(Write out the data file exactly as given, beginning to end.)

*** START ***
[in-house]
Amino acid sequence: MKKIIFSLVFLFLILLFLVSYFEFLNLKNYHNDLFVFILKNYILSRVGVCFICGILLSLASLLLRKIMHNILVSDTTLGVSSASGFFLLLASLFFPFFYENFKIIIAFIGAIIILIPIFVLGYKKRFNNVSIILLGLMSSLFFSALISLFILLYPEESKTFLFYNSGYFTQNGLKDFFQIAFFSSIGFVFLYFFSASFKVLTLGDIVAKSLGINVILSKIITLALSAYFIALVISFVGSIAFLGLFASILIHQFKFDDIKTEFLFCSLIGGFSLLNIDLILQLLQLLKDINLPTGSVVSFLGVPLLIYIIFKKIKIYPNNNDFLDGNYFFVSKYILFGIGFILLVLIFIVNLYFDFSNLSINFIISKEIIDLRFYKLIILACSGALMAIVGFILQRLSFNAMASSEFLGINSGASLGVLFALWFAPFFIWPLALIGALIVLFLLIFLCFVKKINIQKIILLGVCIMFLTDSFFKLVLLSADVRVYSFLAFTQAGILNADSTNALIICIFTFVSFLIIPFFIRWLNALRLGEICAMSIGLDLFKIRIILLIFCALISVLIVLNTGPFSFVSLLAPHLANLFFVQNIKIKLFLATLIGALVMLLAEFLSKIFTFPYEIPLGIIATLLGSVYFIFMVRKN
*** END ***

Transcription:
[in-house]
Amino acid sequence: MKKIIFSLVFLFLILLFLVSYFEFLNLKNYHNDLFVFILKNYILSRVGVCFICGILLSLASLLLRKIMHNILVSDTTLGVSSASGFFLLLASLFFPFFYENFKIIIAFIGAIIILIPIFVLGYKKRFNNVSIILLGLMSSLFFSALISLFILLYPEESKTFLFYNSGYFTQNGLKDFFQIAFFSSIGFVFLYFFSASFKVLTLGDIVAKSLGINVILSKIITLALSAYFIALVISFVGSIAFLGLFASILIHQFKFDDIKTEFLFCSLIGGFSLLNIDLILQLLQLLKDINLPTGSVVSFLGVPLLIYIIFKKIKIYPNNNDFLDGNYFFVSKYILFGIGFILLVLIFIVNLYFDFSNLSINFIISKEIIDLRFYKLIILACSGALMAIVGFILQRLSFNAMASSEFLGINSGASLGVLFALWFAPFFIWPLALIGALIVLFLLIFLCFVKKINIQKIILLGVCIMFLTDSFFKLVLLSADVRVYSFLAFTQAGILNADSTNALIICIFTFVSFLIIPFFIRWLNALRLGEICAMSIGLDLFKIRIILLIFCALISVLIVLNTGPFSFVSLLAPHLANLFFVQNIKIKLFLATLIGALVMLLAEFLSKIFTFPYEIPLGIIATLLGSVYFIFMVRKN